Deana Lawson has won the Hugo Boss Prize, which ranks among the top art awards in the world and is given to one artist every other year. The New York–based photographer will now take home $100,000, and as part of the prize, she will have an exhibition at the Guggenheim Museum in New York in spring 2021. She is now the first-ever photographer to win the award, which has historically gone to artists who make monumental sculptures and video installations.
Lawson’s photography centers Black men and women, and features them in poses and settings that appear to be highly naturalistic, but are in fact carefully staged in advance. They tend to feature individuals who appear to be families and couples, and they allude to histories of disaporas and racism in the process. “Photography,” Lawson once said, “has the power to make history and the present moment speak towards each other.”
It is a body of work that, because of its rigorous conceptual framework, has been hard to define. But, in its reworking of art-historical tropes and its emphasis on tenderness and intimacy, her photography’s aesthetic has proven influential. Zadie Smith once wrote of Lawson’s photography, “Black people are not conceived as victims, social problems, or exotics but, rather, as what Lawson calls ‘creative, godlike beings’ who do not ‘know how miraculous we are.’”
In a statement, the prize’s jury praised Lawson’s work for the way it creates a “compelling new mode of seeing and imagining.”
“I would like to extend a heartfelt thank you to all the individuals and families whom I’ve collaborated with in my photographs,” Lawson said in a statement. “Your generosity and trust on this journey have been most appreciated. As we all know, it takes and village, and with that, I would also thank a list of institutions, galleries, curators, collectors, writers, and fellow artists whom I’ve worked with over the years.”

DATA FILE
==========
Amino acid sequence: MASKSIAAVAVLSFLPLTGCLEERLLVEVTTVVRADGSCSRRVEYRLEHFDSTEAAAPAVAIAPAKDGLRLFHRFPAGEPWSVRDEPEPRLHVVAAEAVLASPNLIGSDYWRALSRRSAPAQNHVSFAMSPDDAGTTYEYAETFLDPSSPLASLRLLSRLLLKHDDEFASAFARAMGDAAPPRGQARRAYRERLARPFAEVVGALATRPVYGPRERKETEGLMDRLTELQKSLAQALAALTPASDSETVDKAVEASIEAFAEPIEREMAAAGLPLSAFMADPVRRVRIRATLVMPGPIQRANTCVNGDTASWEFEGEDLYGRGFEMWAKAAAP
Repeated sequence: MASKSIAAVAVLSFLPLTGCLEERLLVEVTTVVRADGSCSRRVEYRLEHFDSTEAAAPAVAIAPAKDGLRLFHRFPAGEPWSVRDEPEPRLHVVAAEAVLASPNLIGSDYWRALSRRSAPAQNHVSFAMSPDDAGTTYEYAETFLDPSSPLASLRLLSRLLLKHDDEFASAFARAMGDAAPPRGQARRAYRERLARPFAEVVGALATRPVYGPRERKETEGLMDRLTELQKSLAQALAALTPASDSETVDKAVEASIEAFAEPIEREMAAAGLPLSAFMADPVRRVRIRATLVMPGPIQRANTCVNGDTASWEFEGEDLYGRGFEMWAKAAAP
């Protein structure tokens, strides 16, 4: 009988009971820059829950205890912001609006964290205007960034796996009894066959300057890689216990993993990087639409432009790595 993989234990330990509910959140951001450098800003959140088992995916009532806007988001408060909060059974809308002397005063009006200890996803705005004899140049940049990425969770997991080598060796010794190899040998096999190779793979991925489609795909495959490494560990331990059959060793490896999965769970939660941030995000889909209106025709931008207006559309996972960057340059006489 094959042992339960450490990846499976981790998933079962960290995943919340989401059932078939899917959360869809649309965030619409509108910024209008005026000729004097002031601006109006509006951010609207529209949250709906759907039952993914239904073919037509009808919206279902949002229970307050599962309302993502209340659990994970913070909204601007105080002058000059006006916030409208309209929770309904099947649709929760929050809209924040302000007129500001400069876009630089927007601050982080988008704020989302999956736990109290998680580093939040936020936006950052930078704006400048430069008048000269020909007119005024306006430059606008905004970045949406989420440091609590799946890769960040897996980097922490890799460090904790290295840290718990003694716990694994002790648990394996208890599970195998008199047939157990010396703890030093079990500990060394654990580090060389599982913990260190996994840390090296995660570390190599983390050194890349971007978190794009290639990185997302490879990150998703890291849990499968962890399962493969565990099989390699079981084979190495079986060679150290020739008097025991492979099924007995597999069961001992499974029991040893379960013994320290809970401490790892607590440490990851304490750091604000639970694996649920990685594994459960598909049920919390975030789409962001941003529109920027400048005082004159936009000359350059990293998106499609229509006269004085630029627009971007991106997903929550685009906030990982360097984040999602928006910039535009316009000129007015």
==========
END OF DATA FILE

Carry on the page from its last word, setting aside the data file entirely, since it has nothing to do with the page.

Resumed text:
That list of institutions includes the Institute of Contemporary Art Boston and MoMA PS1 in New York, which are currently at work on the first-ever museum survey devoted to Lawson, due to open in Boston in 2021, and the forthcoming Bienal de São Paulo, which commissioned her to create a new series of photographs focused on the African diaspora in Salvador, Brazil. (Pictures from that new series were on view at the Kunsthalle Basel in Switzerland earlier this year.) Her work also appeared in the 2017 edition of the Whitney Biennial and the 2011 edition of “New Photography,” a recurring showcase for emerging photographers at the Museum of Modern Art, as well as in solo shows at the Underground Museum, the Art Institute of Chicago, and the Carnegie Museum of Art.
Lawson has also been making headlines in recent months. In June, she joined the roster of David Kordansky Gallery in Los Angeles (she is also currently represented by Sikkema Jenkins & Co. in New York, where she will have a show in 2021), and over the summer, she photographed Angela Davis for the digital cover of Vanity Fair’s September issue.
Also up for consideration for the Hugo Boss Prize this year were Nairy Baghramian, Kevin Beasley, Elias Sime, Cecilia Vicuña, and Adrián Villar Rojas. Lawson was selected as the winner by Naomi Beckwith, senior curator at the Museum of Contemporary Art Chicago; Katherine Brinson, a contemporary art curator at the Guggenheim; Julieta González, an independent curator; Christopher Y. Lew, a curator at the Whitney Museum; and Nat Trotman, a performance and media curator at the Guggenheim.
The Hugo Boss Prize was inaugurated in 1996, and has gone to various major talents, including Matthew Barney (1996), Pierre Huyghe (2002), Simone Leigh (2018), Dahn Vo (2012), and Anicka Yi (2016).
“As we’re all aware, 2020 has been a trying year on so many fronts,” Lawson said in her statement. “It is during this moment that I feel the most call to continue the work of image-making, understanding that photographers have immense power and reimagining new thresholds for evolution and liberation.”